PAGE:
Later On

A blog written for those whose interests more or less match mine.

Maximizing benefits of Duolingo’s spaced repetition in language learning

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Anki explains well how two tactics maximize learning: active recall and spaced repetition. Quoting from that page:

Active recall

‘Active recall testing’ means being asked a question and trying to remember the answer. This is in contrast to ‘passive study’, where we read, watch or listen to something without pausing to consider if we know the answer. Research has shown that active recall testing is far more effective at building strong memories than passive study. There are two reasons for this:

  • The act of recalling something ‘strengthens’ the memory, increasing the chances we’ll be able to remember it again.
  • When we’re unable to answer a question, it tells us we need to return to the material to review or relearn it.

You have probably encountered active recall testing in your school years without even realizing it. When good teachers give you a series of questions to answer after reading an article, or make you take weekly progress-check tests, they are not doing it simply to see if you understood the material or not. By testing you, they are increasing the chances you will be able to remember the material in the future.

Spaced repetition

The ‘spacing effect’ was reported by a German psychologist in 1885. He observed that we tend to remember things more effectively if we spread reviews out over time, instead of studying multiple times in one session. Since the 1930s there have been a number of proposals for utilizing the spacing effect to improve learning, in what has come to be called ‘spaced repetition’.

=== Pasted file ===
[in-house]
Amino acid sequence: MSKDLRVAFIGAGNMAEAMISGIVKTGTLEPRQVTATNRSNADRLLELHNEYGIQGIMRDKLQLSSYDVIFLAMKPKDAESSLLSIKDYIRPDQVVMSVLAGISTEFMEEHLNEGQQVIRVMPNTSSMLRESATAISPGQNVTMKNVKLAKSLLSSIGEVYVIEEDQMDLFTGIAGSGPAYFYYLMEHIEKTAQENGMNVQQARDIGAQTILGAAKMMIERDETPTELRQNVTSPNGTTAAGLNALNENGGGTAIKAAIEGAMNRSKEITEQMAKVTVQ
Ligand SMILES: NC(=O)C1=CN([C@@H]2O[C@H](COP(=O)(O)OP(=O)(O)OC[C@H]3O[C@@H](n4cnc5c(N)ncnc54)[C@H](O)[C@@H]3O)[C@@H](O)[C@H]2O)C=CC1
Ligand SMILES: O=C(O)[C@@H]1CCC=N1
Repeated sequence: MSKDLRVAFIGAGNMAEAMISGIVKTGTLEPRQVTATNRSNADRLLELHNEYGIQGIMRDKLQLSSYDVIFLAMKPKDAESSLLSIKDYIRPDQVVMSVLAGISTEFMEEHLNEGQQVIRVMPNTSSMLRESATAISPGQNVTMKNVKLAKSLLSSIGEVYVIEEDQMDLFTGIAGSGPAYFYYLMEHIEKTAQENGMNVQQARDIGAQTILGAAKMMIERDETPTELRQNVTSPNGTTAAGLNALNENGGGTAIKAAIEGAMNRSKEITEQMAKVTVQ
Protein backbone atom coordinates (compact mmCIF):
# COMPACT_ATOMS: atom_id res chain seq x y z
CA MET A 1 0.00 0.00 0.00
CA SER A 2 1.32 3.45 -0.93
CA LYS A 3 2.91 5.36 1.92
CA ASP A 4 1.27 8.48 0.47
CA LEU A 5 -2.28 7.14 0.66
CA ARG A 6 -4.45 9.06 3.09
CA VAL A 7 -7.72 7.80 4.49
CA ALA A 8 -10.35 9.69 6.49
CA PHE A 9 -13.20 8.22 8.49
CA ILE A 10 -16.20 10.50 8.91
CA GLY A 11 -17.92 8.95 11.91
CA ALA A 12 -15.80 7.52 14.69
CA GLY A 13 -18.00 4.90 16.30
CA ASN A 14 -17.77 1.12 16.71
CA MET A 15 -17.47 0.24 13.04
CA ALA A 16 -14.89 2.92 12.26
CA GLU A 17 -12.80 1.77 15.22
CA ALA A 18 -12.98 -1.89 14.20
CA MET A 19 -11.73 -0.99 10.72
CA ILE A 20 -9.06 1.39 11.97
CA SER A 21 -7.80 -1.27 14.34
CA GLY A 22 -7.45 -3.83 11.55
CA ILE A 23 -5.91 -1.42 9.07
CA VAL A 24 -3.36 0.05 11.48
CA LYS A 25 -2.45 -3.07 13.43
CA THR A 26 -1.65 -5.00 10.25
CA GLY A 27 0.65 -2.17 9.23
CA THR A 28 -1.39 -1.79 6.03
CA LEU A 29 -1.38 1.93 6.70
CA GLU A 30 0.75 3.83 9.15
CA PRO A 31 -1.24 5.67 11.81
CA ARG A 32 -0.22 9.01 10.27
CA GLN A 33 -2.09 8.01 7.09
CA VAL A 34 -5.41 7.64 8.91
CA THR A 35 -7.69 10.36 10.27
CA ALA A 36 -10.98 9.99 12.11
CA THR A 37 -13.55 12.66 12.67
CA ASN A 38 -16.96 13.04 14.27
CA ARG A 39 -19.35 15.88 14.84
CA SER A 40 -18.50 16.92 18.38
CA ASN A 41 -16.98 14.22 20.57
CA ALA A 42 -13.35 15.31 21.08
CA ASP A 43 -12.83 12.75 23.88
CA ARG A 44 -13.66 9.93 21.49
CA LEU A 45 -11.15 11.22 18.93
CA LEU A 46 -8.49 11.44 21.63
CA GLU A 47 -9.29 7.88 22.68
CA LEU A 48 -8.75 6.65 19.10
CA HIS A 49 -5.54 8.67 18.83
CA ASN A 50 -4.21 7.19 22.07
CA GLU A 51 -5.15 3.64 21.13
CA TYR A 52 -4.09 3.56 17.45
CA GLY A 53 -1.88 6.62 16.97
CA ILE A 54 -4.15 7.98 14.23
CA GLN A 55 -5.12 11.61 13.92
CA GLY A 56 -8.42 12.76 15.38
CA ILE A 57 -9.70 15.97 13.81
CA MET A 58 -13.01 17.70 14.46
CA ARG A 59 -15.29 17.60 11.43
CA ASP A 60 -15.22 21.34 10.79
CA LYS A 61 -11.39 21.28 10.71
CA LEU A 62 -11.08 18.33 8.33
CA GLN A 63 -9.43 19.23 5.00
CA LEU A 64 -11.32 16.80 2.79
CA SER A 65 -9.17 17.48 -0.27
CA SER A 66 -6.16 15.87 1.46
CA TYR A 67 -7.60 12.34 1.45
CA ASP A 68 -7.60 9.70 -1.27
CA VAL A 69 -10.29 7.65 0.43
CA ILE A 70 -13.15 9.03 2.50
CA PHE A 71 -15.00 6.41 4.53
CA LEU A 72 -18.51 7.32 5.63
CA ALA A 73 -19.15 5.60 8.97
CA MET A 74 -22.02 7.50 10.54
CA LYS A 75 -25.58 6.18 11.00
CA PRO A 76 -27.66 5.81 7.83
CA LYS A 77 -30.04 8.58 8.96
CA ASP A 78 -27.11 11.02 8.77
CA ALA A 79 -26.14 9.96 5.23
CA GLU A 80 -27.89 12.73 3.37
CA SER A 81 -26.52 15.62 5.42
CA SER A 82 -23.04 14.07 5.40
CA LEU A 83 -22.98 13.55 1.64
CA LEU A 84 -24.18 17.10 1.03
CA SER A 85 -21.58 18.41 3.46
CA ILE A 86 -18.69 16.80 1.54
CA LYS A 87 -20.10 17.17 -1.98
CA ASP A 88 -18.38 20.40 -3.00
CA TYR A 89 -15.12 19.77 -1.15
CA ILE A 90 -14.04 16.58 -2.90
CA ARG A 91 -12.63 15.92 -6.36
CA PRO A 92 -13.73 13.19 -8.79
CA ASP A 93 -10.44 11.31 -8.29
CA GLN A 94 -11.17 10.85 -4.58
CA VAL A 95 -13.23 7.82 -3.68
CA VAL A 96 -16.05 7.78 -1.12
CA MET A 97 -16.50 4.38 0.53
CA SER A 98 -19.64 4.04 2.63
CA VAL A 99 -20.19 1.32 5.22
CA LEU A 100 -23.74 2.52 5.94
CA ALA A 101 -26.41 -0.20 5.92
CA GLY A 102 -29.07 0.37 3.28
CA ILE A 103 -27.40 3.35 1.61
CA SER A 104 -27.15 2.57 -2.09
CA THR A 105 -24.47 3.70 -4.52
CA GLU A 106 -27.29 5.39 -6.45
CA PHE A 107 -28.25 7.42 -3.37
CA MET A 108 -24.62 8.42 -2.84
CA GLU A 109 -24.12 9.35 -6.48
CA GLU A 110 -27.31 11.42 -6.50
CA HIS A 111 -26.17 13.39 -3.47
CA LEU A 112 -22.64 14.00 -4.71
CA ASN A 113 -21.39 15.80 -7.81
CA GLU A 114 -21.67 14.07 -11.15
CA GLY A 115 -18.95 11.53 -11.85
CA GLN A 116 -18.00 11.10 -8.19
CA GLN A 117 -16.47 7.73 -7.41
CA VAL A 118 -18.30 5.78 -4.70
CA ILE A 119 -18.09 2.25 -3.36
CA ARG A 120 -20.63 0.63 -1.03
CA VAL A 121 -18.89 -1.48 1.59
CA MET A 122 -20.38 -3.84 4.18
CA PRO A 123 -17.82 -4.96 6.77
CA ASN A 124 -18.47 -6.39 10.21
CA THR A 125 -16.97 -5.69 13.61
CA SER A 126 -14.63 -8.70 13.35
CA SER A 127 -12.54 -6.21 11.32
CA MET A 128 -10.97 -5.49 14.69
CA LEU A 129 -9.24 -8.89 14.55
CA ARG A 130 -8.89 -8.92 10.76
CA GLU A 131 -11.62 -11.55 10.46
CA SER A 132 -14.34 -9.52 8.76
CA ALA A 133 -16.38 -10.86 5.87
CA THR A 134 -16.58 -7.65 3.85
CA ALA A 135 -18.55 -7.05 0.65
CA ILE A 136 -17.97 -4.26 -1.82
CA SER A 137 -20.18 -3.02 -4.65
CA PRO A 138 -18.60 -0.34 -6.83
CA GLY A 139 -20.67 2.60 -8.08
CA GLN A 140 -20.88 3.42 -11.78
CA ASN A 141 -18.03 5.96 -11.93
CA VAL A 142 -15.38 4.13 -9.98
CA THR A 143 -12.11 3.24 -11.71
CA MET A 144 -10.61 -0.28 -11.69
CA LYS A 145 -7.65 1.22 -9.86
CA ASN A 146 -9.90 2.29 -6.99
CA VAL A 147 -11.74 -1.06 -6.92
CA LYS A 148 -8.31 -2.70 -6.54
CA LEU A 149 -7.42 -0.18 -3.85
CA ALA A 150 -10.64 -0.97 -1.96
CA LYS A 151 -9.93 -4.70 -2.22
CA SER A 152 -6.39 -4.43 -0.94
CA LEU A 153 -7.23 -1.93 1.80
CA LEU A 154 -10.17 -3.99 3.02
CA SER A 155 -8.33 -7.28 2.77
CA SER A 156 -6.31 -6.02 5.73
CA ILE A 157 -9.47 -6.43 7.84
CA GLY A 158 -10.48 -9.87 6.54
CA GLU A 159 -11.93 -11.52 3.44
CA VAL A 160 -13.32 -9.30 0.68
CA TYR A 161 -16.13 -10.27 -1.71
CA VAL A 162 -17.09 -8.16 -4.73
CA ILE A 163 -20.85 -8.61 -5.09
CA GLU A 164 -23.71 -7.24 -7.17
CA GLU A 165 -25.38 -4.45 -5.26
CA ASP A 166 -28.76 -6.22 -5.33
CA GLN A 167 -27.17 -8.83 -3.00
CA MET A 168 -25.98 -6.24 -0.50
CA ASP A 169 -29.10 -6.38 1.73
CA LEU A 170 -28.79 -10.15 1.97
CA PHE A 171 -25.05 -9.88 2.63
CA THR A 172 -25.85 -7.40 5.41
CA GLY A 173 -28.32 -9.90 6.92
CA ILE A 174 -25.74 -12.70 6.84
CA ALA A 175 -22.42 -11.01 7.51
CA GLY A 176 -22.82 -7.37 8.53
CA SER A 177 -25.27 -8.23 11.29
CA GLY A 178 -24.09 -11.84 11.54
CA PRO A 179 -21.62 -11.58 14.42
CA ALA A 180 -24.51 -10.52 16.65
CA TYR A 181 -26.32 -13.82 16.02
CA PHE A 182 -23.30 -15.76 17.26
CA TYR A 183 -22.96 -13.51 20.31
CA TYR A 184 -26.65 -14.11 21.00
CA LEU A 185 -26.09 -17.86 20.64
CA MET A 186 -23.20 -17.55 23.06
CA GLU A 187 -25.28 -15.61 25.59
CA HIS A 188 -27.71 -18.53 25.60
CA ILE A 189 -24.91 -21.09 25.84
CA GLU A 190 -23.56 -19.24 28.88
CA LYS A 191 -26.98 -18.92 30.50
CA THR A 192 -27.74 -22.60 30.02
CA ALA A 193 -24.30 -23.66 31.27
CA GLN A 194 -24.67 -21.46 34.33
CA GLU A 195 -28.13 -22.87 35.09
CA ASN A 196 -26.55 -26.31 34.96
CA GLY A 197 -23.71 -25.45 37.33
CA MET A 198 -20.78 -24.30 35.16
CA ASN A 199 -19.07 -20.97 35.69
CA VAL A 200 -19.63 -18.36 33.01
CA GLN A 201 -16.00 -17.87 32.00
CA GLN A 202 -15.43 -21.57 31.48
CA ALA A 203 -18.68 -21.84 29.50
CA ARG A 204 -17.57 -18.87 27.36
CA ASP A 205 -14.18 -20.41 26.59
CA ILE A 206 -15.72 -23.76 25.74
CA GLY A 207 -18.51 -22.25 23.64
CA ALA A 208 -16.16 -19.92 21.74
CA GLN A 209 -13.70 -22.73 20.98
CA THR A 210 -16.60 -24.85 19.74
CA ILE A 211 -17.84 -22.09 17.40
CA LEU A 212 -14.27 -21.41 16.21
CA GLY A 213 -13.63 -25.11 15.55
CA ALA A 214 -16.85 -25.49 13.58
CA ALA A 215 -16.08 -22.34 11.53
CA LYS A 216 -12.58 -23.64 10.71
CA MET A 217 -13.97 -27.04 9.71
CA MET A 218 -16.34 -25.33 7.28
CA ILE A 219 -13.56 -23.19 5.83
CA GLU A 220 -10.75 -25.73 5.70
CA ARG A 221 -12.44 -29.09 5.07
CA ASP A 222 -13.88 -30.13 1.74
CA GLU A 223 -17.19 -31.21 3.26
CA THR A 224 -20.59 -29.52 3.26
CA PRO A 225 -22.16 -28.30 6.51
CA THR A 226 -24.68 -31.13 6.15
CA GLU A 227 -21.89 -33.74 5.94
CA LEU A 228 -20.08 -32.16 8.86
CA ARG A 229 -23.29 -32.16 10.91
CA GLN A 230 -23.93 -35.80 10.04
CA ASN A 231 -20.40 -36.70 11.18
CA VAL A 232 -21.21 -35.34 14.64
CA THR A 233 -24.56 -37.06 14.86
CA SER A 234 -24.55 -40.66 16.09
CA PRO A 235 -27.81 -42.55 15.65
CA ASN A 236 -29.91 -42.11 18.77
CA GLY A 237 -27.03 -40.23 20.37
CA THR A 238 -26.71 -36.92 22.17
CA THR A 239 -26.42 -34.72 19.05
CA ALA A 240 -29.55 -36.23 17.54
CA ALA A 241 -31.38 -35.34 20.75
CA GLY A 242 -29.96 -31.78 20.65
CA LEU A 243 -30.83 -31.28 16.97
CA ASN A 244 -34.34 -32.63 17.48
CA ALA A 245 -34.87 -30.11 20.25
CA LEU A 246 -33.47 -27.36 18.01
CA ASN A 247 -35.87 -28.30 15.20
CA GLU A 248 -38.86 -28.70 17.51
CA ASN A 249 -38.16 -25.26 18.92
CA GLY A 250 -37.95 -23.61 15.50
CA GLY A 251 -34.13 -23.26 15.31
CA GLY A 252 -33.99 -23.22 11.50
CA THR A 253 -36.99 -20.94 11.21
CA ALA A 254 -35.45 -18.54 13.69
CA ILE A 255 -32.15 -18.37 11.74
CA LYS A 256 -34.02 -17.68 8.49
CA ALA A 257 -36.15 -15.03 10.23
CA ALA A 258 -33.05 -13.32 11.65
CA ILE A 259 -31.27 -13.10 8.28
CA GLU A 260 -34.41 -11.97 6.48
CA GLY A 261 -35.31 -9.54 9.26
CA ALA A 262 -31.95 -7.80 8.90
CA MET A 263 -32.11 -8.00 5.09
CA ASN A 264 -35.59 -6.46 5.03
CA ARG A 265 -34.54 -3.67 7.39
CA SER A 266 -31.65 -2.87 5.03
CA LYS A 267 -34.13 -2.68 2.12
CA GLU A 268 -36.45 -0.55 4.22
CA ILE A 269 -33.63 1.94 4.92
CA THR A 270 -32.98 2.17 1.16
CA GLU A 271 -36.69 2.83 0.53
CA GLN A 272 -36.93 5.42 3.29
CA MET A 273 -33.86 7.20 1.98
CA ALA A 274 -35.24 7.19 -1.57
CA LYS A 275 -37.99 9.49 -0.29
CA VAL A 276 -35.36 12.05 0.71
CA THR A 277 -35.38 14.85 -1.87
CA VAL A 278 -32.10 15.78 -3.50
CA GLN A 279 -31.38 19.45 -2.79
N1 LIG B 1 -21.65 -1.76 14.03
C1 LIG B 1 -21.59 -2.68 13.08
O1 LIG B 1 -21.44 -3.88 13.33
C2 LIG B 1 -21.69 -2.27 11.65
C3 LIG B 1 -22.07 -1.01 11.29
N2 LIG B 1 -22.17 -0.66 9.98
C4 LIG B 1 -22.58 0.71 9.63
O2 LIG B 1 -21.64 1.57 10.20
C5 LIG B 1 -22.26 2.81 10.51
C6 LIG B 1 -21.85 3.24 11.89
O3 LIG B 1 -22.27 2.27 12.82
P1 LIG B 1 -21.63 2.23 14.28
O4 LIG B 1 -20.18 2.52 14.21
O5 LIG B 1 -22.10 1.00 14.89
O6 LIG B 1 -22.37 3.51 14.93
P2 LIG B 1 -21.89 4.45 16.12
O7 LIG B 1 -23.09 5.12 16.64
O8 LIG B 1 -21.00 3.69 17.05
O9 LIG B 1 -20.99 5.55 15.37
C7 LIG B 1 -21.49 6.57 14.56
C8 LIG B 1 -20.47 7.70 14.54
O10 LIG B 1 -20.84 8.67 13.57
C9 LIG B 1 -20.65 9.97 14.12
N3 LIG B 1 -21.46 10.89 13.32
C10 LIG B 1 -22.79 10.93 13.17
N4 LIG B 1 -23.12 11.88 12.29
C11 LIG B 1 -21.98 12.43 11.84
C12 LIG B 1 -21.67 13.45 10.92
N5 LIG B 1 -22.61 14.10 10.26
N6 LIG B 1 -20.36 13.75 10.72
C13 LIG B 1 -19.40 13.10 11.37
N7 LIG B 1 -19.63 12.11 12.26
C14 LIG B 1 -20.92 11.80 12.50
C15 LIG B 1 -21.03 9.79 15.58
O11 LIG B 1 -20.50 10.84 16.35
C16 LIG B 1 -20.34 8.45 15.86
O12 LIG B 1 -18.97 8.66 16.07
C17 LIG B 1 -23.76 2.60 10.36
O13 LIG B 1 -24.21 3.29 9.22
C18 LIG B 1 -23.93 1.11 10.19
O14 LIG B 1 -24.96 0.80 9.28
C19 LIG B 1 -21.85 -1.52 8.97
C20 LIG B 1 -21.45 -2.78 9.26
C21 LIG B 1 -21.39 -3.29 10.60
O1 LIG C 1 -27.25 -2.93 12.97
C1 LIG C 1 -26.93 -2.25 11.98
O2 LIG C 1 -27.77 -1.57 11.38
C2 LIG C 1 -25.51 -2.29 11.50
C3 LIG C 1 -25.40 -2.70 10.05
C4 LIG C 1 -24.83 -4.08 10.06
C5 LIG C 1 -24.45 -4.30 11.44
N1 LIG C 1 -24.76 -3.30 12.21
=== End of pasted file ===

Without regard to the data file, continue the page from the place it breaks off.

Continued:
Duolingo uses both active recall and spaced repetition

Duolingo structures its courses as a “tree” of skills, each skill shown as a disk with an icon. A skill has 5 levels, and after 5 levels the skill is completed (though you can do additional practice sessions if you want).

Each level comprises four to six lessons, typically six. Formerly, I would start a new skill and complete all five levels, then move to the next skill.

I finally realized that approach is bad because it undermines spaced repetition, which (along with active recall) truly solidifies learning. Active recall is built into every lesson of Duolingo, and Duolingo is also structured for spaced repetition. One obvious example of Duoling’s use of spaced repetition is how a mastered skill will occasionally, over time, be displayed as “broken,” to be fixed by completing a practice session.

The approach I had been using was counter to the idea of spaced repetition.

A better approach

The skills are displayed in rows on a language tree. When I finish a skill, I start a new available skill (a skill icon in color rather than grayed) by completing the first level in it. I keep 6-8 skills active, which amounts to skills in 3 or 4 rows (and perhaps not all skills in the rows are active because I haven’t started them).

I work sequentially through the skills I am currently working on, one level in each skill. That number seems to be about right: I return to the oldest open skill within a reasonable period of time to reinforce what I had learned earlier.

I work through the entire current set of 6-8 uncompleted skills (i.e., skills below level 5), completing one level in each skill before I repeat any skill. I don’t start a new skill until I complete one of the currently active skills.

The result is spaced repetition: I complete a skill level and move on to the next skill, returning later. Now that I’m doing it, I see that the levels seem to constructed with this approach in mind. My former approach amounted to cramming (as the night before a test), and that is not effective for long-term retention. Spaced repetition over time is.

I imagine most Duolinguists know this already, but I just figured it out and wanted to share it.

Update: Yep, this very approach was described in the Duolingo blog. Wish I had seen that post earlier. (Someone just sent me the link.)

Written by LeisureGuy

10 June 2020 at 12:14 pm

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